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A popular, but troubled, recreation park in Henry County has been closed — again.
Hillz-N-Hollarz, an off road vehicle park in the Lockport area, was shut down in March after a meeting of the Henry County Planning and Zoning Board of Adjustments, where the board reviewed the park’s conditional use permit.
Henry County Planning and Zoning Administrator Greg Derossett said property owner Fred Snider and Hillz-N-Hollarz park manager William Joe Lawson were sent letters in advance of the meeting via certified mail. Neither attended the Feb. 23 meeting.
“Since there was no one there to answer questions on behalf of Hillz-N-Hollarz, the board decided at (that) time, it would be appropriate to revoke the permit,” Derossett said.
After the decision to close the park was made, attorney Jean Kelley Cunningham told the board that Hillz-N-Hollarz no longer existed as a non-profit business, at least according to the Kentucky Secretary of State’s Web site. Cunningham has represented at least two neighboring property owners who, at one point, filed law suits regarding the park.
According to the Secretary of State’s Web site, Lawson filed Articles of Dissolution in October 2008. The document states that the dissolution was adopted at a September meeting of Hillz-N-Hollarz Inc., board of directors, where the decision received “a vote of the majority of the directors.” Officers for the business, at that time, were listed as Lawson, Snider and Debbie Burch.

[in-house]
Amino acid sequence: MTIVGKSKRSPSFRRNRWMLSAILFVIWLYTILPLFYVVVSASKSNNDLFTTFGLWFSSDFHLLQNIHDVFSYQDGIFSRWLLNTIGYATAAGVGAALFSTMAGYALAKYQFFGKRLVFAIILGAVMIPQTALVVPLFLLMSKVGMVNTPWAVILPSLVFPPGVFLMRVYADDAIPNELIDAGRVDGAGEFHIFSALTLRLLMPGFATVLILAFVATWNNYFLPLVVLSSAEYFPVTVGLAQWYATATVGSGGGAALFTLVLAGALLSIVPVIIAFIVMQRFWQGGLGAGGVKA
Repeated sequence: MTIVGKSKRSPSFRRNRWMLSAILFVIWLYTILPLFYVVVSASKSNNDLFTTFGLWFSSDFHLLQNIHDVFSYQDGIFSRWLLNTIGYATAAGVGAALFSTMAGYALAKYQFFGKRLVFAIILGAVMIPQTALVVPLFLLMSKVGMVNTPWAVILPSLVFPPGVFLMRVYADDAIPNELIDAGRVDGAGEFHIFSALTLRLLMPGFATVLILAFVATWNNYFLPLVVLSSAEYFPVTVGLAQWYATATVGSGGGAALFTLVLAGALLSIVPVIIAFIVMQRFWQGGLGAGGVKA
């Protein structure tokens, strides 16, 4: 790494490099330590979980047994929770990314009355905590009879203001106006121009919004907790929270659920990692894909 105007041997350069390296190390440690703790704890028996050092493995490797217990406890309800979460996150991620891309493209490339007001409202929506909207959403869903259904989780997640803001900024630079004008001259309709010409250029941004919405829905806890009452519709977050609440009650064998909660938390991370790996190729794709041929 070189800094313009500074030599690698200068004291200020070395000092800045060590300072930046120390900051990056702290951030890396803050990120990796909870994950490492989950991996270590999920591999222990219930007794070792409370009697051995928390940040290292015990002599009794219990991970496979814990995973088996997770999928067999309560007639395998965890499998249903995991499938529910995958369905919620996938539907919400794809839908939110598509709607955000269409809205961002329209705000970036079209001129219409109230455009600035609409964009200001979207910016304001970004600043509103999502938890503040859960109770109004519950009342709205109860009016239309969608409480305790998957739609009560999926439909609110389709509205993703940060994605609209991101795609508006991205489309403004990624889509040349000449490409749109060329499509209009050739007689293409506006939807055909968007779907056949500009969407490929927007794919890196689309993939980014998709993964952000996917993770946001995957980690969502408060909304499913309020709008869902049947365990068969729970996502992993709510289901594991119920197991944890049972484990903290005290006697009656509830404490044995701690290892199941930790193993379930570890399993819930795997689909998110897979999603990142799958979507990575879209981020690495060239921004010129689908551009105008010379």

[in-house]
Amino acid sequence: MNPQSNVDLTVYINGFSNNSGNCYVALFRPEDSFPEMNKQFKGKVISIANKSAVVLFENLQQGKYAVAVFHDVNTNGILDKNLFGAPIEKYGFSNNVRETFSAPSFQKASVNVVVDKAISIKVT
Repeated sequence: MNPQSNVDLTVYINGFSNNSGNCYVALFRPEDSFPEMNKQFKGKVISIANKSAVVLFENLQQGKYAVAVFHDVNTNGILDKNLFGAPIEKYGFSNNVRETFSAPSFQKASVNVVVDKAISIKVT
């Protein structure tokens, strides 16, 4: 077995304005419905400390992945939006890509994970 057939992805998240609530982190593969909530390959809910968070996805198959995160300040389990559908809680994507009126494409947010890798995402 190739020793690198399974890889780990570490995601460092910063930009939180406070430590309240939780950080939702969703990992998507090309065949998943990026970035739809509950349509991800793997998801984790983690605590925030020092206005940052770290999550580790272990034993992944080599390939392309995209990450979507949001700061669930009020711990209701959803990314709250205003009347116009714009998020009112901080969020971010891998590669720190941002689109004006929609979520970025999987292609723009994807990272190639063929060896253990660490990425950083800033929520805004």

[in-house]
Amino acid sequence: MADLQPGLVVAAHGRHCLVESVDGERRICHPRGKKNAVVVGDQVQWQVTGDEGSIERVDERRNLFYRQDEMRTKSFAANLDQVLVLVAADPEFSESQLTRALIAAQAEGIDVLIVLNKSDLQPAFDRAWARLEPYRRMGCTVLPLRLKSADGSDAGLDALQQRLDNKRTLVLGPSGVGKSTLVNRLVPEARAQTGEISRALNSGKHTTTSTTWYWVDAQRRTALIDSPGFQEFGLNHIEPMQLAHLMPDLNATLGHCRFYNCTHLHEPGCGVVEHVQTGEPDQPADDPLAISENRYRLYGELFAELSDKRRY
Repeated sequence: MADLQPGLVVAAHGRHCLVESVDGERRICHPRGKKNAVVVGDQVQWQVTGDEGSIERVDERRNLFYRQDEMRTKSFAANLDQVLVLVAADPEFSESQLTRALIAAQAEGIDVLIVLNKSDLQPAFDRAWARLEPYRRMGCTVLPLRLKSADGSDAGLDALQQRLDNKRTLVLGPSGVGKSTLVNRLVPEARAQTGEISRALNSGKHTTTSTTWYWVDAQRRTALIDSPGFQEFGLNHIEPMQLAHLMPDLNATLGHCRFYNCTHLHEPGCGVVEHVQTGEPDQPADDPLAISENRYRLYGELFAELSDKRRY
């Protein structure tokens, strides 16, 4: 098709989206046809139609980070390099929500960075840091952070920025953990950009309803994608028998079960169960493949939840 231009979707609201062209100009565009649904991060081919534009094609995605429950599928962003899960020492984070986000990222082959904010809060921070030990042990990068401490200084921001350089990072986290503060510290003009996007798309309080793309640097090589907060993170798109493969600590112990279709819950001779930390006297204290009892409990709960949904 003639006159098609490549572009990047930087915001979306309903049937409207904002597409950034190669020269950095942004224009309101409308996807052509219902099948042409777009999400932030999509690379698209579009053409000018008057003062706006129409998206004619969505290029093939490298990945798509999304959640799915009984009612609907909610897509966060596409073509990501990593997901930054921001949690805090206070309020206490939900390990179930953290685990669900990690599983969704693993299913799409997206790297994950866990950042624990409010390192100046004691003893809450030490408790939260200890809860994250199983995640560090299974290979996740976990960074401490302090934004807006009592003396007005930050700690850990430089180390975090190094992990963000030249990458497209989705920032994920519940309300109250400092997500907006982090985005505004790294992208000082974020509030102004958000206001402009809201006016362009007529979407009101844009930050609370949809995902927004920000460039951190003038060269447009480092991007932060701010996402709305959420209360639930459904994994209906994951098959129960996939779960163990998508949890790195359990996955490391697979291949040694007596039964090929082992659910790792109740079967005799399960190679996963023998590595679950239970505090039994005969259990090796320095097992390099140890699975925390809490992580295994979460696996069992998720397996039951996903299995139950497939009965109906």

On the same day the Articles of Dissolution were filed, a new organization registered with the state as Hillz-N-Hollars LLC, a for profit company. But now, Lawson’s name was the only one associated with the organization.
That, Derossett said was “in complete and total violation of their (conditional use) permit.”
The original permit, issued June 27, 2007, was issued to Lawson and Snider jointly, and not to the property. Any change to the operation, including Lawson or Snider’s partnership, would dissolve the permit immediately.
“What was done was done by Lawson himself,” Derossett said, noting that he thought it was a case of Lawson being “up to old tricks, trying to slide something past us.” He added, if it hadn’t been for Cunningham, the board probably would not have known about the change.
Derossett said that after the discovery, he spoke with Snider, and said Snider too was unaware of, and surprised by, the change.
Planning and Zoning’s last contact with Lawson came on Feb. 24, one day after the meeting, when he called to find out what happened at the meeting. “I told him what happened, and he didn’t really seem too concerned,” Derossett said. “I think he knew it was going to happen.
“I think he realized it would come out what he had done.”
The closure comes one year after Lawson and Snider found themselves defending Hillz-N-Hollarz from closure after violating the permit, and applying for a new one. At issue then was the installation, or lack there of, of fences at “points of confusion” in the park where trail riders might trespass on neighboring properties.
In February 2008, the permit had been suspended for holding a special event without approval, trespassing issues, operating past permitted hours, late insurance, maps not presented to the Planning and Zoning office, and the lack of gates.
Hillz-N-Hollarz originally incorporated as a non-profit agency with the Secretary of State in May 2007, and has been plagued by closures and squabbles with neighbors over trespassing and noise pollution.
A message left for Lawson was not returned, and a contact phone number could not be obtained for Snider.
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